White Russian (cocktail)

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White Russian
IBA Official Cocktail
White Russian.jpg
An unstirred White Russian cocktail with fresh milk
Type Cocktail
Primary alcohol by volume
Served On the rocks; poured over ice
Standard drinkware
Old Fashioned Glass.svg
Old Fashioned glass
IBA specified ingredients*
Preparation Pour coffee liqueur and vodka into an Old Fashioned glass filled with ice. Float fresh cream on top and stir slowly.
* White Russian recipe at International Bartenders Association

A White Russian is a sweet cocktail classically made with vodka, coffee liqueur (e.g., Kahlúa or Tia Maria), and cream served with ice in an Old Fashioned glass.

Name origin[edit]

The traditional cocktail known as a Black Russian, which first appeared in 1949, becomes a White Russian with the addition of cream. Neither drink is Russian in origin, but both are so named due to vodka being the primary ingredient. It is unclear which drink preceded the other.[1][2]

The Oxford English Dictionary refers to the first mention of the word "White Russian" in the sense of a cocktail as appearing in California's Oakland Tribune on November 21, 1965. It was placed in the newspaper as an insert: "White Russian. 1 oz. each Southern, vodka, cream",[3] with "Southern" referring to Coffee Southern, a contemporary brand of coffee liqueur.[4]

Preparation[edit]

As with all cocktails, various modes of preparation exist, varying according to the recipes and styles of particular bars or mixologists. Most common varieties have adjusted amounts of vodka or coffee liqueur, or mixed brands of coffee liqueur. Shaking the cream in order to thicken it prior to pouring it over the drink is also common. Kahlúa is the brand of coffee liqueur most commonly associated with White Russians, mostly because it has become something of a genericized trademark for coffee liqueur. In Ireland, a popular variety of the drink consists of one part vodka, one part Kahlúa and four parts full cream milk shaken with ice and served in a tumbler glass on the rocks.[citation needed]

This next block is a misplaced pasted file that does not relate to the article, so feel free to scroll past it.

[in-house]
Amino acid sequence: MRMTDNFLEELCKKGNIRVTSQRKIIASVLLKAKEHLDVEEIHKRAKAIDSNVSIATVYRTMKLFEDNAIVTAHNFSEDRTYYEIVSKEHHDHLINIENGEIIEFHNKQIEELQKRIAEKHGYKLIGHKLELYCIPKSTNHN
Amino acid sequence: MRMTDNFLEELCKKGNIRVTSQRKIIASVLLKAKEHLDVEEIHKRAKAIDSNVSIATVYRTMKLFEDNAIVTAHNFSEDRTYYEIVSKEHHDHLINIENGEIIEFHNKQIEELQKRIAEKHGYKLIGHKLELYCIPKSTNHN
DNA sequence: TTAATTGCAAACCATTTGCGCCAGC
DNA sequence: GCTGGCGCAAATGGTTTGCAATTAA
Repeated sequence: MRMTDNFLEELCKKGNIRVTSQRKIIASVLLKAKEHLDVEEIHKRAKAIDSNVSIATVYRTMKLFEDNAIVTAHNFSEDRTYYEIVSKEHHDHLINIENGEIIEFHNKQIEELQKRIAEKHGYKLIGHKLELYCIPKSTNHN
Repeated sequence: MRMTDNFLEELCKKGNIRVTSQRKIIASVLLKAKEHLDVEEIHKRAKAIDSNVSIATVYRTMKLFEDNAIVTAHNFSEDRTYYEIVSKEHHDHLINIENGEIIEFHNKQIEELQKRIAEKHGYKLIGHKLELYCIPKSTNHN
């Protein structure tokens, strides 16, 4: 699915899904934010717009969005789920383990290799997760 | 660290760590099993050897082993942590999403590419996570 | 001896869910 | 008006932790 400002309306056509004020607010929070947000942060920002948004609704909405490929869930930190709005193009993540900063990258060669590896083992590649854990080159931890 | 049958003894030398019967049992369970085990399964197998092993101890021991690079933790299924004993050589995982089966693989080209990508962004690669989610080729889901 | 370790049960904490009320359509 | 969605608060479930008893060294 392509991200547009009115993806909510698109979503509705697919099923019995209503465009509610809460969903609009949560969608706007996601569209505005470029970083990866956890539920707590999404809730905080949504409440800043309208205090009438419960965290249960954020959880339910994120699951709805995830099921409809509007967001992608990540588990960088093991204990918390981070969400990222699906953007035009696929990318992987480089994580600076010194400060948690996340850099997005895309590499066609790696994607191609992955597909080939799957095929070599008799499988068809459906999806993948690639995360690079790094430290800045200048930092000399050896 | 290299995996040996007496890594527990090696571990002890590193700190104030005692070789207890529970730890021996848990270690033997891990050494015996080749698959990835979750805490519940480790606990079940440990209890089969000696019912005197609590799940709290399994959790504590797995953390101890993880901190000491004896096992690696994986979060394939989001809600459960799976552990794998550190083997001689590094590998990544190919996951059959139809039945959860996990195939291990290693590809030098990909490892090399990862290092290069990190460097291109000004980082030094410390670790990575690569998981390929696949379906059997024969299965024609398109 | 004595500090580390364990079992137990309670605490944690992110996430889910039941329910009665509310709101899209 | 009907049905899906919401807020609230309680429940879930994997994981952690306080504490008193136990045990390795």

Variations[edit]

Many variants of the cocktail exist, both localized and widely known, such as a White Canadian (made with goat's milk), a Blind Russian (made with Baileys Irish Cream instead of cream – the “Blind” comes from the drink being made with all-alcoholic ingredients), a White Mexican (made with horchata), an Anna Kournikova (made with skim milk, i.e. a “skinny, low-fat White Russian”), a White Cuban (made with rum instead of vodka), a White Belgian (made with chocolate liqueur instead of coffee liqueur), and a Dirty Russian (made with chocolate milk instead of cream).[5][6]

In popular culture[edit]

The White Russian is the signature drink of the Dude, the protagonist of the cult classic The Big Lebowski. In the movie, the Dude refers to it as a "Caucasian." The Cocktail's prominence in the film has been connected to a revival in its popularity.[7]

See also[edit]

Notes[edit]

  1. ^ Sicard, Cheri (August 6, 2007). "Featured Cocktails – Black Russian and White Russian". FabulousFoods.com. Retrieved June 8, 2010. 
  2. ^ 10 Famous Cocktails and Where They Were Born
  3. ^ "White Russian, n. and a.". Oxford English Dictionary. June 2007. Retrieved May 6, 2010. 
  4. ^ "An Enthusiast’s Guide to Cocktails: the White Russian". The Alcohol Enthusiast. May 11, 2011. Retrieved December 2, 2011. 
  5. ^ "The Snows of Revolution". The Boise Weekly. 2006. Retrieved December 31, 2010. 
  6. ^ "White Russian". Conan's Pub. 2006. Retrieved May 6, 2010. 
  7. ^ Kurutz, Steven (2 December 2008). "White Russians Arise, This Time at a Bowling Alley". The New York Times. Retrieved 9 January 2014. 

Further reading[edit]